DJI Pocket 3 Love/Hate

In This Week’s Post

  • My favourite Pallas Cat image received a critique. They might be right.
  • There are still a couple of places left on my Svalbard Trip.
  • I hate my new DJI Pocket 3. It’s so good, but I don’t like it.
  • Video of the Week.

Read Time: 4 minutes

To see larger versions, click on the images.

Pallas Cat Critiqued

Below is one of my favourite wildlife shots from my recent Mongolia trip.

It shows the incredibly harsh environment that these wild cats have to endure.

Pallas Cat in Snow Storm

But… would it have been better if the eyes were open? 

This is one particular critique that really got me thinking. 

The eyes open would have made more of a connection with the viewer.

The eyes closed show a less lucid portrait of this cat and the struggle is emphasised.

It doesn’t matter either way. I can’t change it and had no control over it at the time. The cat was only in this pose for a few seconds before wandering off into the whiteness. 

This was a positive critique to receive because it got me thinking. I always encourage debate, no matter what the subject and never like to shut down any criticisms or questions. 

Every critique (photographically or otherwise) should be welcomed and considered. This is how we grow and improve.

Watch the video to see the full Pallas Cat adventure.

It’s Not Too Late To Come To Svalbard

We stil have a couple of spots open on our 10 Passenger Ice-Breaker. We will sail from May 15th to May 24th and witness some of the worlds most pristine wilderness.

Love/Hate Video Camera

Over the past few months, the DJI Pocket 3 has been responsible for more and more footage that you see on the channel.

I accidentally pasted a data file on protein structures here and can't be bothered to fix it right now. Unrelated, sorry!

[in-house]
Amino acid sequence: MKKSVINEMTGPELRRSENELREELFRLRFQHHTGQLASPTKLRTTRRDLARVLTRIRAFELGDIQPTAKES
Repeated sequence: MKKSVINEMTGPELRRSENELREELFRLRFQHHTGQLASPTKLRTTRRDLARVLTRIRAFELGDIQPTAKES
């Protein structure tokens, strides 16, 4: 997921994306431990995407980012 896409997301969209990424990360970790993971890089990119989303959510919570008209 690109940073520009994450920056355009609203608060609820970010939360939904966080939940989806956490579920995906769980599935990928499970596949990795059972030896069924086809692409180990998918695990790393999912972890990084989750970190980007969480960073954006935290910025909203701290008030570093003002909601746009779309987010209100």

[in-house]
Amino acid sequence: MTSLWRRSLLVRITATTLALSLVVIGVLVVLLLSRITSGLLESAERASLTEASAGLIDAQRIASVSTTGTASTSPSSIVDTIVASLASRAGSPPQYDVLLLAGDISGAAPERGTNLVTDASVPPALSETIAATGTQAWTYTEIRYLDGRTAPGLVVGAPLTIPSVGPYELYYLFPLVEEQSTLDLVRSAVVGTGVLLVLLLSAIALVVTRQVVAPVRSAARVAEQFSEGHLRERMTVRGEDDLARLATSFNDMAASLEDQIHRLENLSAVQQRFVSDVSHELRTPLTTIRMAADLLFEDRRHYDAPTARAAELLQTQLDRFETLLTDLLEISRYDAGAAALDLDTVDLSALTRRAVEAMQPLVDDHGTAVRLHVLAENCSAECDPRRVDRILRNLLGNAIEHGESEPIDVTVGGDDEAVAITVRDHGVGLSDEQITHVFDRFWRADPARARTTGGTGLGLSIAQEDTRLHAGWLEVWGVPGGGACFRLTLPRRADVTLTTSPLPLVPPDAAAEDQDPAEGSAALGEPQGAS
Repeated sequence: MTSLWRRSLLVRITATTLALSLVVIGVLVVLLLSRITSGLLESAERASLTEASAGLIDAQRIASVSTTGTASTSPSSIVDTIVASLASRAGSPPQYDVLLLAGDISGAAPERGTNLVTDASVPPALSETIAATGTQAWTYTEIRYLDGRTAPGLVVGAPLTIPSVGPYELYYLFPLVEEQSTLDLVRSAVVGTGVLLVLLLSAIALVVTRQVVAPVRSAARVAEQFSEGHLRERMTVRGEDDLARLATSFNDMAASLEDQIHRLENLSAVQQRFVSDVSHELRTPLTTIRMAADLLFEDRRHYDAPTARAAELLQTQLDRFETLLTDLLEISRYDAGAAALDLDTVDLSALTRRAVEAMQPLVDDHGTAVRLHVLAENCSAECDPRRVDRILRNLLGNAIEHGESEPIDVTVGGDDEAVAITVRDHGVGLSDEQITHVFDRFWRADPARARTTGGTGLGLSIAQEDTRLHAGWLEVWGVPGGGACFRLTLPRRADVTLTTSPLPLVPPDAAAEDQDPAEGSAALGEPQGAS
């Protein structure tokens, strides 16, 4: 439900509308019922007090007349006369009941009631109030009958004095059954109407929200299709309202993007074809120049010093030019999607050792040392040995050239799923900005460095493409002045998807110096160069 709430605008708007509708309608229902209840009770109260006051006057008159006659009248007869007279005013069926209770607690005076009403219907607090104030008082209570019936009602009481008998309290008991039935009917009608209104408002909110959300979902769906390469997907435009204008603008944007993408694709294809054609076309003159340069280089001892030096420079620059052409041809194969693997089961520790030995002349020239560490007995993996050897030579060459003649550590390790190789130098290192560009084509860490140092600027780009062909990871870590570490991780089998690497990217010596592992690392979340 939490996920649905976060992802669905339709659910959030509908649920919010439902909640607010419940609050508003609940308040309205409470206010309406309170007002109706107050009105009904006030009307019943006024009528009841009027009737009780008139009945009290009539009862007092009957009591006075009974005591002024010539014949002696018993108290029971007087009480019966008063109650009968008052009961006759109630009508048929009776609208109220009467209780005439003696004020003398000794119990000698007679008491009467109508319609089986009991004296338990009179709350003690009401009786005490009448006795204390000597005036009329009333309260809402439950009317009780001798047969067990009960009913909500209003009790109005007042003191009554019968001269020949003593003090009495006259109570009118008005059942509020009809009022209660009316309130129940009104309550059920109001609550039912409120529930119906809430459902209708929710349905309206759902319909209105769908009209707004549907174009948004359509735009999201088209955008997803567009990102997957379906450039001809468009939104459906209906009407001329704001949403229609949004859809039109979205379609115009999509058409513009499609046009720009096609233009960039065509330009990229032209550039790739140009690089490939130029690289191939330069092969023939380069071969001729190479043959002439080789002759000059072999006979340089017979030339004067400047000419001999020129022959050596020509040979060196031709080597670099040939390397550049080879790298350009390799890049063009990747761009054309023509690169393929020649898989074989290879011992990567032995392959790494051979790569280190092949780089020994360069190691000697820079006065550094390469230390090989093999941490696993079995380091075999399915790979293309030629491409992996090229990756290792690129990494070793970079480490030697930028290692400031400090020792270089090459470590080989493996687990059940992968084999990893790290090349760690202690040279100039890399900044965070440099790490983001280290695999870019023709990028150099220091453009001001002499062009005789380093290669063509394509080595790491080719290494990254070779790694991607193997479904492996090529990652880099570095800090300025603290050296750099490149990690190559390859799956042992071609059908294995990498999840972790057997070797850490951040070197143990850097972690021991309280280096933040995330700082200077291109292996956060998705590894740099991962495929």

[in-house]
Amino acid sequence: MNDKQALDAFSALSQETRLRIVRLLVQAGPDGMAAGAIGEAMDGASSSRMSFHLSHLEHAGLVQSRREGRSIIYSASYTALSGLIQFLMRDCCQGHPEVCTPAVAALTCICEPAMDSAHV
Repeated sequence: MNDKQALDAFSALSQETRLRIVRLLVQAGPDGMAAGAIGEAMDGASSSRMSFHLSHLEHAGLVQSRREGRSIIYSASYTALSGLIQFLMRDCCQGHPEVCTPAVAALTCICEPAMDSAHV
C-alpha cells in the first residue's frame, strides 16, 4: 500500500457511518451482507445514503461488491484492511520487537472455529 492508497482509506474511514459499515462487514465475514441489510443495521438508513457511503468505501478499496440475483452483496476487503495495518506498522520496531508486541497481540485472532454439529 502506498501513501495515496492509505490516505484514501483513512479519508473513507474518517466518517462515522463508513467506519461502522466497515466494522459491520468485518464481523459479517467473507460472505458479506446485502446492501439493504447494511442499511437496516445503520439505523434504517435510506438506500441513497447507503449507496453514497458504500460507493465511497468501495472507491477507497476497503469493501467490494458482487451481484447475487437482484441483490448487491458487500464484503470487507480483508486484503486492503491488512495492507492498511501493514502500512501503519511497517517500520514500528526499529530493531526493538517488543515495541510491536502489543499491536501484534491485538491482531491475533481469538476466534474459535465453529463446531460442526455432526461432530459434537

This camera was only ever meant to be a backup, yet somehow it has been over taking my Fujifilm X-T4.

I love it, but I don’t trust it. It’s like having an incredibly attractive girlfriend, who you know is going to cheat on you at some point.

It ticks most of the boxes when it comes to what I look for in a video camera:

  • Compact & lightweight.
  • Good IQ.
  • Capable in low light.
  • Affordable.
  • Acceptable battery life.
  • Excellent audio.

It has extras that I never knew I needed, such as Face Tracking, which is like having a cameraman with me at all times, although the face tracking cameraman doesn’t understand how to compose a portrait, but we will let that slide.

With all that being said, the DJI Pocket 3 will never be my main camera because it is quite frankly too unreliable. 

DJI products, in my opinion, are not to be relied upon. They fail at an unprecedented rate, at least that is my experience. 

I have had drones that fly away, action cameras that become ‘bricked’ after only a short amount of use. I have had wireless mics that stop taking a charge, all of which either get repaired or binned. 

My default position on DJI products is that they are great, but they will let you down at the worst possible time.

My most recent example of this was in Mongolia, when after 7 days of searching for Snow Leopards, we finally found one. Just as I was beginning my hike up the mountain, the Pocket 3 failed to start up. The timing could not have been worse. 

In the end, I gave up trying to bring it back to life and, ironically, borrowed a Pocket 2, which is nowhere near as capable. 

Ok, so now that I have that out of my system, what’s the solution?

  1. Keep the Pocket 3 as a backup only. This would be shame because it is so handy and so good.
  2. Risk it. Most of the time it will be fine, until it isn’t.
  3. Buy 2 of them. Annoyingly, this makes the most sense. They’re so small, you wouldn’t notice another one in your bag. They’re affordable, so if “vlogging” makes up part of your income, it’s a worthwhile investment. They do tick enough boxes and make life so much easier, that this option is not a bad one. Although, it is a tough pill to swallow.

Video of the Week

Today, I am sharing a recent video from Simon Baxter. His content is always thoughfull, inteligent and insightful, but this particular video really struck a chord with me, as it seems we both had the same childhood.

Thank you for reading.